Following the trend of the past couple of decades, UNESCO expected a further drop in the number of children in the world below the minimum proficiency level in reading for 2020. In 2019 this figure came to 483 million, and was forecast to sink down to 460 million last year. However, with large proportions of the world's children unable to attend school (at least in person) due to the Covid-19 pandemic, the number of children with reading difficulties actually rose by more than 20 percent to 584 million.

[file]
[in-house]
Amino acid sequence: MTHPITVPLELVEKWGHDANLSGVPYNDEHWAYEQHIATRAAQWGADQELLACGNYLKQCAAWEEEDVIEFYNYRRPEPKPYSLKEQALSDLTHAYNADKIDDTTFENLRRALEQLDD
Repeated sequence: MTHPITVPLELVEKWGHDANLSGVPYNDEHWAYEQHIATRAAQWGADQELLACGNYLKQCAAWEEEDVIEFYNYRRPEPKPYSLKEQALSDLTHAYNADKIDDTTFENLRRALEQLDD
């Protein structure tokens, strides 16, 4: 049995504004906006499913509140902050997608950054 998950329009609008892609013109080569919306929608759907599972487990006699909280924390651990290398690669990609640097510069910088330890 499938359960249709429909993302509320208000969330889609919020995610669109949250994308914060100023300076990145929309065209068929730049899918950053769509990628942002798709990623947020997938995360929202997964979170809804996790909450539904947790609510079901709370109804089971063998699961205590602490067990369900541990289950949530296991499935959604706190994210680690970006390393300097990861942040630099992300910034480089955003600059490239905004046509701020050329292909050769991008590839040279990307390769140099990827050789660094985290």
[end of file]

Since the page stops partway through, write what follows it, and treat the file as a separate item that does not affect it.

Adding context, UNESCO writes: "Since the beginning of the coronavirus pandemic, complete or partial closures have disrupted schooling for an average of 25 weeks, with the highest learning losses projected to be in the Latin America and Caribbean region, and in Central and Southern Asia. " The negative effects are expected to be quite long-lasting too: "While one year into Covid finds that a return to the pre-pandemic pathway may take a decade...recovery could occur by 2024 if exceptional efforts are made to provide remedial classes and catch-up strategies".